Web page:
Science Literacy course for free

 by Paula JohansonThere's so much science being mentioned in the news and social media. But how are we supposed to know the difference between a sensational story and hard facts? A new online course in Science Literacy offered by the University of Alberta is ready to help learners spot sound science—an increasingly relevant skill in today’s world of social media. This course is available at no charge. “The purpose of this course is to teach people…

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Learning About Gardening

 by Margriet RuursThere’s nothing like a pandemic to make people want to be more self-sufficient.First, everyone stocked up on toilet paper and flour. You never knew which shelves would be empty the next time you ventured into a supermarket. It even became difficult to buy new laying hens since, suddenly, everyone wanted chickens. And everyone, it seems, wanted to grow their own food to be on the safe side.Once school was discontinued, my ten year…

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POST NUMBER 500!! Pros and Cons of Studying Elsewhere

Here's our latest post, and it's a real milestone. Welcome to the FIVE HUNDREDTH post on our science writing blog! This one's a trip down memory lane.Pros and Cons of Studying Elsewhereby Raymond Nakamura Ecology is a science in which place makes a big difference to what you study. During the pandemic, travel is not advised, so I thought I'd share some memories of when I went to Japan to study, as a kind of…

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Anatomy for education

 by Paula JohansonHow are children and youths to learn about bodies for health and sex education? This topic is a matter of careful thought for many parents. And there are resources to help families with learning the science of anatomy for health and sex education.Some of these resources are formal and written about the science of how this knowledge helps people. The United Nations World Health Organization has an e-book on International technical guidance on…

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CRISPR and Kids

 by Yolanda Ridge CRISPR and KIDS When I say my new book is about CRISPR, most people look confused. Going on to explain that CRISPR is a biotechnology used to edit DNA doesn’t help much. Sometimes, people make reference to GMOS—which are not quite the same—but mostly it’s just: The first two chapters of CRISPR: A Powerful Way to Change DNA  aim to clear up this confusion. The first chapter provides an overview on chromosomes,…

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Geocaching – A Fun Way to Enjoy the Outdoors

by Margriet RuursGeocaching - A Fun Way to Enjoy the OutdoorsWhat is geocaching?Geocaching can be called a worldwide treasure hunt where you use a GPS to search for hidden objects. It’s a fun and exciting way to enjoy the great outdoors. Geocaching combines the sport of walking with the excitement of discovering treasure. ‘Geo’ means ‘earth’ and ‘cache’ means ‘hidden’ in French.Nico is 10 years old and an avid geocacher. “Geocaching has taught me all…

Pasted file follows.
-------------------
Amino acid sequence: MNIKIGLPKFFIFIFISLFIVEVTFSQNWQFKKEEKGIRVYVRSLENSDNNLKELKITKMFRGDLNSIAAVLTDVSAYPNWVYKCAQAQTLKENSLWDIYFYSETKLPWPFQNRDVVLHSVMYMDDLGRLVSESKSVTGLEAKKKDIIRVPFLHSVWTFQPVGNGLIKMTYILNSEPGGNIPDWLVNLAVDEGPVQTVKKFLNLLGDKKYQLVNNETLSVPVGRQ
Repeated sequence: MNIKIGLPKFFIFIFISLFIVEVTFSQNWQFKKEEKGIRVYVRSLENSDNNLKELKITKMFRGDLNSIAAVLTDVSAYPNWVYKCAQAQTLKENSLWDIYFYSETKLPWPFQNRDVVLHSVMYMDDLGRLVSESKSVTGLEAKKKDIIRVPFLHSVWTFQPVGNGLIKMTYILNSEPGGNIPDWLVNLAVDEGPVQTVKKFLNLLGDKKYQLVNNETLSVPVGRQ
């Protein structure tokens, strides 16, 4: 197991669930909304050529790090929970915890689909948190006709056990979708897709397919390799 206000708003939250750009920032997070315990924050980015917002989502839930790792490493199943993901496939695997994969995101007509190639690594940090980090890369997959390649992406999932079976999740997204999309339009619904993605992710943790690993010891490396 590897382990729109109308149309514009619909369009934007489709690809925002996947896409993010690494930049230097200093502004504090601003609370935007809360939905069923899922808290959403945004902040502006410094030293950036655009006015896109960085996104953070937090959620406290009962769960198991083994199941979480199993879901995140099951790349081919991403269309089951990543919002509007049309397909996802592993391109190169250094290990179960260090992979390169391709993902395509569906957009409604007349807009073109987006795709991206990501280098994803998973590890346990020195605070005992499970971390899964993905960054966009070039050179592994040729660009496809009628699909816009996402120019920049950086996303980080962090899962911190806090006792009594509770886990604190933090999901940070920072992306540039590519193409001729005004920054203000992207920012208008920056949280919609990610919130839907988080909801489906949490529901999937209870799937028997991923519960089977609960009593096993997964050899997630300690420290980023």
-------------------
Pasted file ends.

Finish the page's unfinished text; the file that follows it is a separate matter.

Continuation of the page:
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Movable Books

 Movable books -- science at work and playby Gillian O'Reilly The term "movable books" (including lift-the-flap, pull the tab and pop-up books) evokes images of diverting children's books or grand paper constructions of Alice in Wonderland, Harry Potter or Star Wars scenes. The roots of these books, however, lie in astronomy and medicine and their pedigree is centuries old. We can look back nearly 900 years to the first known lift-the-flap manuscript, the Liber Floridus…

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Salty Slug Love

Slippery, slimy, oozy slugs; what’s not to love? Slugs can be small and slugs can be as long as your arm! Slugs can be sausage shaped and brown, or they can have leaves, legs, and lots of rainbow colours! They can live anywhere wet, and lots live under the sea. Salty Samples Sea slugs are a family of boneless animals that contain a particularly fancy looking molluscs called nudibranchs. Usually they’re small enough to fit on your…

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Panel discussion at When Words Collide

 Wow! We just finished a terrific panel discussion at a virtual convention. Several writers from Sci/Why were attending When Words Collide, a literary festival that has gone all-online for this year's event. We held a panel discussion on Sunday August 16 with the title Writing Science Books for Youth.If you've come to our website to learn more about writing, put a comment after this post or another recent post and one of us will be…

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Not Your Grandma’s Scientist

By Claire EamerThe default image of a scientist used to be a white man -- usually with more fly-away white hair than was strictly necessary. Maybe a bit like the dude on the right...Of course, we all know now that the image was never really accurate. After all, Crick and Watson's discovery of the nature of the DNA molecule owed a great deal to the remarkable work of Rosalind Franklin.Our current awareness of the dangers…

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